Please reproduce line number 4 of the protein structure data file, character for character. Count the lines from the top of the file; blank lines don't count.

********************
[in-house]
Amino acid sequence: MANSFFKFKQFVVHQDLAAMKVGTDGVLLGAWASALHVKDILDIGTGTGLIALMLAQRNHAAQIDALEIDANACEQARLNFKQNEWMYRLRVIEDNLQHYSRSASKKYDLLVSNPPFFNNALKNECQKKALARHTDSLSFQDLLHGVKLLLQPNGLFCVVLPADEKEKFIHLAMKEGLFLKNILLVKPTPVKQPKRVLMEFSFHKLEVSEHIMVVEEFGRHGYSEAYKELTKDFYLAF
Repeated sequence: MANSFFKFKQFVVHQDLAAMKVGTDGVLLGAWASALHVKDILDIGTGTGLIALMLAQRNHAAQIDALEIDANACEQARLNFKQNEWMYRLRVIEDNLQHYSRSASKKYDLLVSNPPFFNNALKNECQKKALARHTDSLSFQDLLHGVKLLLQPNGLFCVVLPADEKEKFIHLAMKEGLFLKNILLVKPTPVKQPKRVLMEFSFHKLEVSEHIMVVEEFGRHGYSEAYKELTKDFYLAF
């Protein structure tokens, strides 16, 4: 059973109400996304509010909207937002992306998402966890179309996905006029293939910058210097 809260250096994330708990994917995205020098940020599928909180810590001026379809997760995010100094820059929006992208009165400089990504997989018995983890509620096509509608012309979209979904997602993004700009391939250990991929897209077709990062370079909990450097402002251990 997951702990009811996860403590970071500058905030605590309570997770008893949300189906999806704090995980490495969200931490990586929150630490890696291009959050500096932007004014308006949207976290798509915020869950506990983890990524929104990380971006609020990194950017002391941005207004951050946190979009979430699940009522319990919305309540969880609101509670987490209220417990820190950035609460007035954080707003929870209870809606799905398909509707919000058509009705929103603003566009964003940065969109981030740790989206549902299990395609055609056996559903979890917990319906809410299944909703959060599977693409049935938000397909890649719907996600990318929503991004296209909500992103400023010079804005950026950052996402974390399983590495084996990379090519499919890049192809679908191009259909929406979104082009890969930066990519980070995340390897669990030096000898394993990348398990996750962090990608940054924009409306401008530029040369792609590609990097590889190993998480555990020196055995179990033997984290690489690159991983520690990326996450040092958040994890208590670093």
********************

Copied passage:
């Protein structure tokens, strides 16, 4: 059973109400996304509010909207937002992306998402966890179309996905006029293939910058210097 809260250096994330708990994917995205020098940020599928909180810590001026379809997760995010100094820059929006992208009165400089990504997989018995983890509620096509509608012309979209979904997602993004700009391939250990991929897209077709990062370079909990450097402002251990 997951702990009811996860403590970071500058905030605590309570997770008893949300189906999806704090995980490495969200931490990586929150630490890696291009959050500096932007004014308006949207976290798509915020869950506990983890990524929104990380971006609020990194950017002391941005207004951050946190979009979430699940009522319990919305309540969880609101509670987490209220417990820190950035609460007035954080707003929870209870809606799905398909509707919000058509009705929103603003566009964003940065969109981030740790989206549902299990395609055609056996559903979890917990319906809410299944909703959060599977693409049935938000397909890649719907996600990318929503991004296209909500992103400023010079804005950026950052996402974390399983590495084996990379090519499919890049192809679908191009259909929406979104082009890969930066990519980070995340390897669990030096000898394993990348398990996750962090990608940054924009409306401008530029040369792609590609990097590889190993998480555990020196055995179990033997984290690489690159991983520690990326996450040092958040994890208590670093």